Sometimes it can be tough to attract potential buyers and separate your home from numerous other listings.
A common tool realtors and sellers choose to show their home to potential buyers is an open house. This tool may not be for everyone, says Mike Hartshorne of DFH Real Estate says, but it’s definitely a marketing strategy about which sellers and their agents should have a conversation.
Where private showings are limited to one potential buyer at a time, open houses can be helpful in generating a lot of traffic through a home that is new on the market.
This can make them more convenient for potential buyers who may have trouble scheduling private viewings or just want to browse on their day off.
Buying a home “can be very busy and stressful in a hot market,” Hartshorne said, adding open houses can help take some of that stress away.
They can also be more convenient for sellers, as they are usually scheduled with several days’ notice, giving homeowners more time to prepare and make sure their home looks its best.
Often, he said, private showings are booked with little warning, making it hard for homeowners to be prepared.
Since open houses are usually scheduled for two to three hours at a time, they can also offer more flexibility, especially for buyers who have a busy schedule of private showings.
“If you’re running out of time, you may just skip something,” Hartshorne said. But for open homes, “if you’re 15 minutes earlier or later, it’s not a big deal,” making them easier to get to.
However, of that traffic generated by open houses, many visitors may not be as interested as someone who has booked a private showing.
“Some people feel it’s just neighbours or looky-loos,” he said. “You can’t really qualify them.”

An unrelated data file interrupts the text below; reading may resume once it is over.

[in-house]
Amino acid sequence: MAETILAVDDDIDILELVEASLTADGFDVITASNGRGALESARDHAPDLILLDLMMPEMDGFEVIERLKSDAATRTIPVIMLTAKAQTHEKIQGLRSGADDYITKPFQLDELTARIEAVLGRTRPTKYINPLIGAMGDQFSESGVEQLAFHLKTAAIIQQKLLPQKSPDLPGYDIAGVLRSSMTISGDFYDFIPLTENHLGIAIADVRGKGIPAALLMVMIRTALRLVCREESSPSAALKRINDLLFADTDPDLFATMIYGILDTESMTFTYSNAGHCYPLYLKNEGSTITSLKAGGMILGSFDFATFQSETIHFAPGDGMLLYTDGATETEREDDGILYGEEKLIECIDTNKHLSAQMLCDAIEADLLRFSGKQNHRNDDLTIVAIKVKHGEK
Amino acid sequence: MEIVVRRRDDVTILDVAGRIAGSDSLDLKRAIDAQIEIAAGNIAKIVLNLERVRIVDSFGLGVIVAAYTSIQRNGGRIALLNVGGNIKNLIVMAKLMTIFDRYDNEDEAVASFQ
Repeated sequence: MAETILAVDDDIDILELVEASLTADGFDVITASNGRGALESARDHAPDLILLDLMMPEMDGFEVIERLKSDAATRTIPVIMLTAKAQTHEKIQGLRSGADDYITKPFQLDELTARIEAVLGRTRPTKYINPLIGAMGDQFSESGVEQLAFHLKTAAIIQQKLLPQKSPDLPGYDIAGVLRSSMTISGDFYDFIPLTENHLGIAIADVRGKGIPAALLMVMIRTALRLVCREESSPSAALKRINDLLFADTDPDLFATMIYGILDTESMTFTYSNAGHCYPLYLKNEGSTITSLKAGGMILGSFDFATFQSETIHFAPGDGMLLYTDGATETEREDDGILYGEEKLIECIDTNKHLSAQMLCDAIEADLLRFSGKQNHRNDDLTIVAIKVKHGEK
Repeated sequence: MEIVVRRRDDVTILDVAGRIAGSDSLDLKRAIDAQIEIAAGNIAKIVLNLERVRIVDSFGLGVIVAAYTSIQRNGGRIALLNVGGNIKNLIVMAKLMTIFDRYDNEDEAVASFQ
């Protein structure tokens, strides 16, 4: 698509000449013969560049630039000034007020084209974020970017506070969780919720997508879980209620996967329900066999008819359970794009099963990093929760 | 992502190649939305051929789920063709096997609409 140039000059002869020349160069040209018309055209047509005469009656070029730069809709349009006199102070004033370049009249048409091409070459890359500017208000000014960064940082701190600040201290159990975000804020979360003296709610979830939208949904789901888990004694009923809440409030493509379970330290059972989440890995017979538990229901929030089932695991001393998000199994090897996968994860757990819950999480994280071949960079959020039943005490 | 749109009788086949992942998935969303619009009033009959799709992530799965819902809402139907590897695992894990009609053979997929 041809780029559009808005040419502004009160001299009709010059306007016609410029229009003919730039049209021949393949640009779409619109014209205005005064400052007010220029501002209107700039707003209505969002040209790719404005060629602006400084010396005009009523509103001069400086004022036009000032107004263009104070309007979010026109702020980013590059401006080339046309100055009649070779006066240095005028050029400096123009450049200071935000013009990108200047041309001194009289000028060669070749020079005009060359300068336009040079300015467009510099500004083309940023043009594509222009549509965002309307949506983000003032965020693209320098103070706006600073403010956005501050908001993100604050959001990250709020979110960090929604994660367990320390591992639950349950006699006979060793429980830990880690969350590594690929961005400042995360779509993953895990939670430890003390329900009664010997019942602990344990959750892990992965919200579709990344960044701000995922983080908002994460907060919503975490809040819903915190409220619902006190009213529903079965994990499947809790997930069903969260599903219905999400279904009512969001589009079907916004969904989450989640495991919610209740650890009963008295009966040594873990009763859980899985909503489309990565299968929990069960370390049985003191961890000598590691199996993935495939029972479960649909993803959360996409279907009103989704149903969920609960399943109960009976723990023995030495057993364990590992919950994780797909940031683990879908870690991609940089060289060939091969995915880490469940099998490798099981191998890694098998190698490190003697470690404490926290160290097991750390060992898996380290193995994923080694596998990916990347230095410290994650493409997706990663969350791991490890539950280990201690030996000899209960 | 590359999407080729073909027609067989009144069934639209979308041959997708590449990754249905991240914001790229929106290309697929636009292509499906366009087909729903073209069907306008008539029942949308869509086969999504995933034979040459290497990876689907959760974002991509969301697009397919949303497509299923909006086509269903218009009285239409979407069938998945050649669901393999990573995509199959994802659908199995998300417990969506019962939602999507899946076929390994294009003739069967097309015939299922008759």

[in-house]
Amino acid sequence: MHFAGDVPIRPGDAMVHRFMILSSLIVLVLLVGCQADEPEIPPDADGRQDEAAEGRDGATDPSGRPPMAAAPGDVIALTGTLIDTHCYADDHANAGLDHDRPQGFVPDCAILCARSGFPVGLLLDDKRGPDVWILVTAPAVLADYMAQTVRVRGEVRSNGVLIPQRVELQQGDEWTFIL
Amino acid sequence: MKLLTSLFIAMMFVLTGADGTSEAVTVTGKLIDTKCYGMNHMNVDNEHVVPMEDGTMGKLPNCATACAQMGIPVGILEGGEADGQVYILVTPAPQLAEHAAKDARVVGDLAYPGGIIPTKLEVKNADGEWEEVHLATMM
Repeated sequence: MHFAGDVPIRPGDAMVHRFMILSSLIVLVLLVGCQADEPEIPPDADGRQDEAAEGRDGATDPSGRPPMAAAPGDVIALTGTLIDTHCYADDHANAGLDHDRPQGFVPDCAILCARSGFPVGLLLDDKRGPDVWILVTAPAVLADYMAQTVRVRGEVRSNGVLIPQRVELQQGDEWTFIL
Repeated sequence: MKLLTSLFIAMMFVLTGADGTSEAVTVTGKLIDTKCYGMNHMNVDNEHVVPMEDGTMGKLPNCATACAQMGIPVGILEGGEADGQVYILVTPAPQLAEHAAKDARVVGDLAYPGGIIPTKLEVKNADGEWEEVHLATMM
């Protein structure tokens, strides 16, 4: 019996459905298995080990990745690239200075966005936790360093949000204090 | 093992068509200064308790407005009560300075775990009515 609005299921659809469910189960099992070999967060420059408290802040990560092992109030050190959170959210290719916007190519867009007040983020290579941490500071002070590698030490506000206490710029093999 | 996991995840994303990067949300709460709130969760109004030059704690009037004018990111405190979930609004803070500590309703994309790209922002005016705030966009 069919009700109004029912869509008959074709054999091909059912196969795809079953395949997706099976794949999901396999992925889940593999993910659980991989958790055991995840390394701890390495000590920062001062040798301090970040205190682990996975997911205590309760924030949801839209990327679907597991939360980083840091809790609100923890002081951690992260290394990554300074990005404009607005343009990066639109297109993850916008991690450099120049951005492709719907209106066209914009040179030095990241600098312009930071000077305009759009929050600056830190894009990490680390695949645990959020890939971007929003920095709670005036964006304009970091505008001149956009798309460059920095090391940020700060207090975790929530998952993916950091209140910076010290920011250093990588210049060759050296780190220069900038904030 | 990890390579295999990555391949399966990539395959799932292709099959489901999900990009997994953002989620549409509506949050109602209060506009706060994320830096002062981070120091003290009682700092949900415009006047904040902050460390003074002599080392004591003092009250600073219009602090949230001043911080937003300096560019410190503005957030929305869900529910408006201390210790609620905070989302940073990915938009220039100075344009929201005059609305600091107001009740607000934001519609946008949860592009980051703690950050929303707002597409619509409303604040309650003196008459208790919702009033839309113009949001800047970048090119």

Although, you never know if one of those looky-loos might fall in love with your home.
“You can get drop-ins who didn’t know they were looking,” Hartshorne said, noting he’s even sold several homes to people who had no intention of looking or buying and just dropped in on a whim.
With the mild climate on the West Shore and the rest of Greater Victoria helping to avoid the peaks and valleys in the real estate market experienced by other areas, Hartshorne said open houses usually run all year round.
Although, he said during busy holiday seasons or if the weather is uncharacteristically bad, there may not be as many. He expects a number to pop up in the spring.
Q: How do I make my open house more enticing for potential buyers?
Making sure potential buyers earmark attending your open house, on top of the numerous other options they might have on the go in a given day, can be a challenge.
Mike Hartshorne of DFH Real Estate said “the general impression of the home should be (that) it’s clean, in good repair and perhaps smelling nice.”
Homeowners should go through a little more effort to declutter than they would for a private showing. Sometimes putting away everyday items, such as those normally left on a kitchen counter, can go a long way toward making a home feel more open and spacious. He suggested putting away coffee makers, mixers and other appliances that may not normally go in a cupboard, to help make counter tops seem more spacious.
“By not having too many things on display, it helps them envision their belongings,” he said.
As for first impressions, he added, the front door should not show any visible signs of wear. “I always like to have something by the door.” Having a plant, flower, or enticing piece of art near a doorway can be a good idea, as often crowds can linger by the doorway when an open house is busy.
One last tip for sellers is to protect items that may be special to them. “It’s never recommended you leave valuables in plain sight,” Hartshorne said, recommending to safely store any items with monetary or sentimental value.
GREATER VICTORIA MARKET UPDATE » MONTH TO DATE Feb. 1/16 COURTESY VICTORIA REAL ESTATE BOARD
» 539 / 351 — NET UNCONDITIONAL SALES / TOTAL, January 2015
» 934 / 1,027 –NEW LISTINGS / TOTAL, January 2015
» 2,471 / 3,283 — ACTIVE RESIDENTIAL LISTINGS / TOTAL, January 2015